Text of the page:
As we've suggested in past blog posts, external hard drives can be an ideal way for computer users to backup important data. They can provide a safeguard for individuals whose PCs seem unreliable and appear to require constant computer repair.

However, hard drives cannot be used until they have been formatted to be compatible with a computer. Formatting clears the hard drive of all data and alters its settings, which allows a computer to read and write data to the device seamlessly.

Why format an external hard drive anyway?

It might seem like a bad idea to delete all the data from a storage device, but there are a few benefits to formatting an external hard drive. For instance, this action removes corrupted or infected files from the device, which can help protect the computer against a virus and limit the need for Washington, D.C. computer repair. Additionally, users might want to start fresh with an old hard drive. Formatting can easily accomplish that goal.

How to format an external hard drive in older versions of Windows

1. Plug the device into the computer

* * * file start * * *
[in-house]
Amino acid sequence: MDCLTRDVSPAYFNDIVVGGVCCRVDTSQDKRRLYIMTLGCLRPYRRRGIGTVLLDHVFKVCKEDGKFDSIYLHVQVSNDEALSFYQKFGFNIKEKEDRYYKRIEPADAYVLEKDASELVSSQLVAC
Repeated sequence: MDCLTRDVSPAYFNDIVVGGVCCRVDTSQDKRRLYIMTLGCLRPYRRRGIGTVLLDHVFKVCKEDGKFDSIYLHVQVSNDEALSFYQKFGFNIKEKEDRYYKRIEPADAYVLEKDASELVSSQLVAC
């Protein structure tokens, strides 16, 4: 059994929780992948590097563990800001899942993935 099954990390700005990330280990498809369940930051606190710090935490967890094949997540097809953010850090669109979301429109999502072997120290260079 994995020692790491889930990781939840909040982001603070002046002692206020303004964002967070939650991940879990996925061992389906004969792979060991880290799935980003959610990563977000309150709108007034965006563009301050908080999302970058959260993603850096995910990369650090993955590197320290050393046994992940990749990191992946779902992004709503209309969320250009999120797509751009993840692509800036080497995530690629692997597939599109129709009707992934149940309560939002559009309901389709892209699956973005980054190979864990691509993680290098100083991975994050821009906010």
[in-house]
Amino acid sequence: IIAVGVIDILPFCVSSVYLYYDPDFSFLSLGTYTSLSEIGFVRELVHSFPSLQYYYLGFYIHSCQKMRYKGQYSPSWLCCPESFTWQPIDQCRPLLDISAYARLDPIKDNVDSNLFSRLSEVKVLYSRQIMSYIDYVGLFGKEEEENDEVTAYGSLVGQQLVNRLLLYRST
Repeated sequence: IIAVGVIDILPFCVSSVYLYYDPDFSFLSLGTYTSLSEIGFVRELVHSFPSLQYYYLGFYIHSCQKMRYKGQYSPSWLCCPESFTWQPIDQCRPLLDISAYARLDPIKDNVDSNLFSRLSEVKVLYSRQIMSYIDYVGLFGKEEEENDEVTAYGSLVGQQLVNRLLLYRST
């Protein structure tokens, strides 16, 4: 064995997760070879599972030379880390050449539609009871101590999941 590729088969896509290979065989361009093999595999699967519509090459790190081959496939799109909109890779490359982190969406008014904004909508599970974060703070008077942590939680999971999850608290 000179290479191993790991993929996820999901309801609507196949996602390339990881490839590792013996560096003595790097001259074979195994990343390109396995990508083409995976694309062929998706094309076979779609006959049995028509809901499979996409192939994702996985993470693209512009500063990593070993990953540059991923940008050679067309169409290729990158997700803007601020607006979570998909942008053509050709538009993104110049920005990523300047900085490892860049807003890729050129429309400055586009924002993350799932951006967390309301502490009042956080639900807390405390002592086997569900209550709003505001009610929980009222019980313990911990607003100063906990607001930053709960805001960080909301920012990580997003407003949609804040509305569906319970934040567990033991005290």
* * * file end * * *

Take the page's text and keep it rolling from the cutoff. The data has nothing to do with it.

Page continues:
2. Open "My Computer"
3. Right click the external hard drive that's meant to be formatted
4. Select "Format" from the dropdown menu
5. Choose a file system
6. Click "Start."

On Windows XP

1. In "My computer," select "Manage"
2. Select "Disk Management" under the "Storage" heading
3. Follow steps three through six above

On Windows Vista and 7

1. Enter "Control Panel" and find "System Maintenance"
2. Select "Computer Management" under "Administrative tools"
3. Select "Disk Management under "Storage"
4. Follow steps three through six above.

File systems

NTFS or New Technology File System – This option will make it so only Windows computers will be able to read and write data to the hard drive. It's the preferred file system because it allows for larger file sizes.

FAT or File Allocation Table – Previously the recommended file system, FAT is now most useful for consumers who own both Windows and Mac computers and want to be able to backup data for both machines on the same external hard drive.